Volume 11, Number 40 (9-2004)                   RJMS 2004, 11(40): 231-237 | Back to browse issues page


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Sadigh Maroufi S, Sharafi A, Behnam M, Haghani H. An Investigation of Contamination with Nitrous Oxide(N2O) in Operating and Recovery Rooms Atmosphere. RJMS. 2004; 11 (40) :231-237
URL: http://rjms.iums.ac.ir/article-1-8-en.html

Abstract:   (5234 Views)
Chronic exposure to N2O environmental pollution may influence the health of personnel working in operating and recovery rooms. Human studies have indicated that chronic exposure to N2O may decrease mental performance, audiovisual ability, and manual dexterity and may also cause adverse reproductive effects like reduced fertility, spontaneous abortion and neurological, renal, and liver diseases. In this study, concentration of N2O in ambient air was monitored in 45 operating rooms and 12 recovery rooms at 12 hospitals. Ambient air was sampled automatically from three breathing sites in operating room(anesthetists, surgeons, operating room nurse) and one site in recovery room(recovery nurse) using a portable infrared spectrophotometer(N2O monitor 3010) with ppm mode. In addition, the effect of air ventilation system on the outcomes was measured. Statistical analysis of the data demonstrated that mean exposure of operating rooms was significantly lower in ventilated than unventilated rooms(P<0.05). Anesthetists showed higher mean exposure than other staff in all conditions, and operating room nurse showed lowest mean concentration. The breathing zone anesthetic concentration of N2O in 100% of sampling exceeded NIOSH recommended exposure limit(REL) for N2O (25ppm). Our data showed that exposure of recovery nurses to N2O was higher than REL of NIOSH but there was not any significant correlation between room air ventilation and the outcomes(P>0.05). In conclusion, proper use of air ventilation, anesthetic gases and scavenging system are necessary for having limited contamination with N2O.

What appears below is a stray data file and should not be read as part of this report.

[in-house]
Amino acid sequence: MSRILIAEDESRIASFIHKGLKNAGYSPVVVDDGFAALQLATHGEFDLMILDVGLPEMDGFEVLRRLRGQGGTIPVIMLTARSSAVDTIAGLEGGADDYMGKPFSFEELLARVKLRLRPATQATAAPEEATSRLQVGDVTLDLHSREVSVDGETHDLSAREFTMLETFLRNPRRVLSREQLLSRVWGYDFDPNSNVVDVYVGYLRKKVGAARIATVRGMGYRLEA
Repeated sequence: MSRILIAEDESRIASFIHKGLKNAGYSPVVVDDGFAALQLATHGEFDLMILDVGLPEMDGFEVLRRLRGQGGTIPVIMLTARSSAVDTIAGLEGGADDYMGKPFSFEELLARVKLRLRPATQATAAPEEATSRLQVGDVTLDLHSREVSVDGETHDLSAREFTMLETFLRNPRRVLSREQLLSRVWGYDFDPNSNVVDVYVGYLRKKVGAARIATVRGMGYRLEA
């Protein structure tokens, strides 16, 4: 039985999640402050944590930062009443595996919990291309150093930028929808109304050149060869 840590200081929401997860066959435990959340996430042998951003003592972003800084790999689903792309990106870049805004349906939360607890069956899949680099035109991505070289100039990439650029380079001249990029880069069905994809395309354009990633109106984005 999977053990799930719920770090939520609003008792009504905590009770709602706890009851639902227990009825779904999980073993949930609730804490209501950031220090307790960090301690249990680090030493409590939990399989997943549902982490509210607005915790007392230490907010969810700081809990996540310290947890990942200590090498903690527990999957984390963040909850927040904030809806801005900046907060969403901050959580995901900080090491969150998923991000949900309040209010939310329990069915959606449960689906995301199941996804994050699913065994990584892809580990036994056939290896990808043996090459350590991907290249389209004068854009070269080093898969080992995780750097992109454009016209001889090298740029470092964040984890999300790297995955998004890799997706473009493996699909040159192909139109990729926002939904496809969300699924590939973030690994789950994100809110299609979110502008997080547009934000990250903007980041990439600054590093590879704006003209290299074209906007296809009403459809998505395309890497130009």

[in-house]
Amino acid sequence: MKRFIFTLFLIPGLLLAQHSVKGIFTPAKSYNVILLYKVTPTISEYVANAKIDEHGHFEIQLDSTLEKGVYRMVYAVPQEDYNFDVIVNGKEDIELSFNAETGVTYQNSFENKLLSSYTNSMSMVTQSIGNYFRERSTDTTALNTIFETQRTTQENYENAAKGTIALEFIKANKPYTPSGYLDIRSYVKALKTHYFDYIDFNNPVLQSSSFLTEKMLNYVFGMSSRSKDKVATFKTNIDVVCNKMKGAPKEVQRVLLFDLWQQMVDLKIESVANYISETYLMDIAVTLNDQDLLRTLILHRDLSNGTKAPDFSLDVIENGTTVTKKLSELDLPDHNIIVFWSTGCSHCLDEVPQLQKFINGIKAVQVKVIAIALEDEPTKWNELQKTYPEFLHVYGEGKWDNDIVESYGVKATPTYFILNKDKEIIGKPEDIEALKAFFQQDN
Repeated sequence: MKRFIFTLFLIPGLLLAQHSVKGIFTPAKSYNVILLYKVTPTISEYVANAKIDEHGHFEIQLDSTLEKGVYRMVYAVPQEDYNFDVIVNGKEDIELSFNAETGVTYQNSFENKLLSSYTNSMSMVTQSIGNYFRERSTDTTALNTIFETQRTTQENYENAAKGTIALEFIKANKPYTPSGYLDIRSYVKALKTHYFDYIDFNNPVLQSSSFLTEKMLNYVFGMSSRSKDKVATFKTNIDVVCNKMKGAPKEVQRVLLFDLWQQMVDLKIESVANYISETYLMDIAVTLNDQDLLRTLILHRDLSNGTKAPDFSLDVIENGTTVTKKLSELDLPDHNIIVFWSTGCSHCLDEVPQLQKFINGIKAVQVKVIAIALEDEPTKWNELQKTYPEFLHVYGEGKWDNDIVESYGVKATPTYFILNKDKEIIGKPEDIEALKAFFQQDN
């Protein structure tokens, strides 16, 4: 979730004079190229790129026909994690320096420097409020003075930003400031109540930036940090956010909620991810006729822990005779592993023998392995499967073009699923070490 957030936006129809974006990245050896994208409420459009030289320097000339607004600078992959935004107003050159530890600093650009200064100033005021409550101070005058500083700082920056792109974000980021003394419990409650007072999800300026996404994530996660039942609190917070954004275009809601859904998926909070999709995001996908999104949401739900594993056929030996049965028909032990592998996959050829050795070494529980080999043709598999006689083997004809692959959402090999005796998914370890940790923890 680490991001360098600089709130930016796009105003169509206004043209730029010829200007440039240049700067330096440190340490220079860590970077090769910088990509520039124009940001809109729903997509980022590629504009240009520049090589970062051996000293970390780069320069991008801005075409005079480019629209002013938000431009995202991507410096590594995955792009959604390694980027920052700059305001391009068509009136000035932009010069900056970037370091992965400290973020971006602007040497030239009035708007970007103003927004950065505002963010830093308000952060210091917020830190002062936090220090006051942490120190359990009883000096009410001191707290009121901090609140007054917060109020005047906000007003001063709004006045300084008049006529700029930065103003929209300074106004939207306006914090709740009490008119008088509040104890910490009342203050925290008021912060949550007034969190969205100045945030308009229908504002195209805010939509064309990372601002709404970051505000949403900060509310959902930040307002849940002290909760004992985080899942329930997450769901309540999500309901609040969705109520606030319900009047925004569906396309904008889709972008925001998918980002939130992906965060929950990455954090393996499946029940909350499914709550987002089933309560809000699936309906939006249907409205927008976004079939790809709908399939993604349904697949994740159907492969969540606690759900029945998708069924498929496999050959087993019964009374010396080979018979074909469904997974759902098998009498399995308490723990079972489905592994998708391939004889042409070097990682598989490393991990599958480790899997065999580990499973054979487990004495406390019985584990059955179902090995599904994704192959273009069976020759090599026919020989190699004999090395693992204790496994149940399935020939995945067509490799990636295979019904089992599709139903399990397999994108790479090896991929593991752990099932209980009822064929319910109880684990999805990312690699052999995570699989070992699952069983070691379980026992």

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Type of Study: Research | Subject: Anesthesiology

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